Wednesday, August 10, 2022
Aug. 10, 2022

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Four run for Battle Ground school board Position 1

By , Columbian staff writer

One candidate is a retired educator. Another served in the U.S. Coast Guard. Both say their backgrounds make them fit to serve on the Battle Ground school board.

Devin Scroggins, a retired chief warrant officer who now is a work crew chief for the city of Battle Ground, is one of three challengers to incumbent Mary Snitily for Position 1. Snitily, 72, is a retired Battle Ground educator with prior experience on boards and committees in education. She was appointed to the board in March following longtime board director Monty Anderson’s resignation.

Two other challengers, Chloe Seppala and John Siemssen Sr., did not respond to The Columbian’s inquiry. All four names will appear on the Aug. 3 primary election ballot, and the top two finishers advance to the Nov. 2 general election.

It’s one of two board director positions on the Aug. 3 primary ballot. In Position 3, Ted Champine continues onto the general election after Tori Denfield confirmed to The Columbian she withdrew her name after the filing deadline. Another challenger, Diane Langan, did not respond to The Columbian’s inquiry.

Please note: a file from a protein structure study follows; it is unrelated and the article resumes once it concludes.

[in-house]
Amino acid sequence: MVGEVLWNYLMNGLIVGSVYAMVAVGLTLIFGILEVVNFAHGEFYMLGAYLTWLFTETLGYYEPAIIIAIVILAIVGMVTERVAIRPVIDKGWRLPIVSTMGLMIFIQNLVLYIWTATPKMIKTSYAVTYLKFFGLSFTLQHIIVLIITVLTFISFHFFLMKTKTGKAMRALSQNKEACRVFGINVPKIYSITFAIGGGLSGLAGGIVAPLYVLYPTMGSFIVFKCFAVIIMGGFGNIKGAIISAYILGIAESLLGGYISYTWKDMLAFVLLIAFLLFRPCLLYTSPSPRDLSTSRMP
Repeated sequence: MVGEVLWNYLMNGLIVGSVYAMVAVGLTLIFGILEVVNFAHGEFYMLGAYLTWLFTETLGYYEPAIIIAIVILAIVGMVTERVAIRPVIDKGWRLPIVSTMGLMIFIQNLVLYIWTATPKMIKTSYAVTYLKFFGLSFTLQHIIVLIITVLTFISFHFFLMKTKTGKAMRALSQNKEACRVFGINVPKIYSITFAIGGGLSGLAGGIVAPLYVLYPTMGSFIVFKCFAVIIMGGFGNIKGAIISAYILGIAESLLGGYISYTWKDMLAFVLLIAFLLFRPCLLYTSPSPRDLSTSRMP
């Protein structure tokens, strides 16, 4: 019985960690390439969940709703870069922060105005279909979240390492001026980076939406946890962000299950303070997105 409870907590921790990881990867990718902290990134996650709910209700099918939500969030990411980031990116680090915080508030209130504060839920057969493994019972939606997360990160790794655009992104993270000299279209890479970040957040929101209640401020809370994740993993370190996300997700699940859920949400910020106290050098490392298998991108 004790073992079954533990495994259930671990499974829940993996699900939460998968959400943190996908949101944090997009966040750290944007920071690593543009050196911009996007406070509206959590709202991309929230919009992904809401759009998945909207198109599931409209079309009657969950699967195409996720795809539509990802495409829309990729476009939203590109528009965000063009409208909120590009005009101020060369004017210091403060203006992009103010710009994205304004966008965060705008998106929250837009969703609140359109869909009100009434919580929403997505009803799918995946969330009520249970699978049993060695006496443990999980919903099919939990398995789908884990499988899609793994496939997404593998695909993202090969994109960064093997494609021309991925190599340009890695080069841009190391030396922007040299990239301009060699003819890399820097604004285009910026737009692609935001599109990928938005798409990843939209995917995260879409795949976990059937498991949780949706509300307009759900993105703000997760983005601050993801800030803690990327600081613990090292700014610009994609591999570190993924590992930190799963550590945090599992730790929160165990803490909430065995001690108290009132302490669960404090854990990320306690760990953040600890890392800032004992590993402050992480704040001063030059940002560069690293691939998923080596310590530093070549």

District funding, increasing the high school graduation rate, and money for middle school sports are Scroggins’ top priorities. The district is expected to run its replacement levy again this fall after Battle Ground voters in February failed to pass a three-year levy.

“This means getting the message out to pass the upcoming school levy,” said Scroggins, 57. Roughly 47 percent of voters supported the replacement levy during the special election.

He also stressed pandemic recovery and how the “biggest and most important issue the schools face in the coming years is to reconnect with all of the students that have been lost due to COVID-19 and its restrictions.”

Snitily said the board is connected to serve the community well through transparency, fiscal responsibility and community advocacy. The biggest challenge it faces, she said, is “advocating for local control as state and federal regulations and statutes chip away at the power of school boards to make decisions in line with our community values.” The school board recently sent a letter to state officials urging that face coverings in schools be aligned with masks requirements now in place for the general public.

“We must continue to listen well to the community and partner with parents in their students’ success,” she said.

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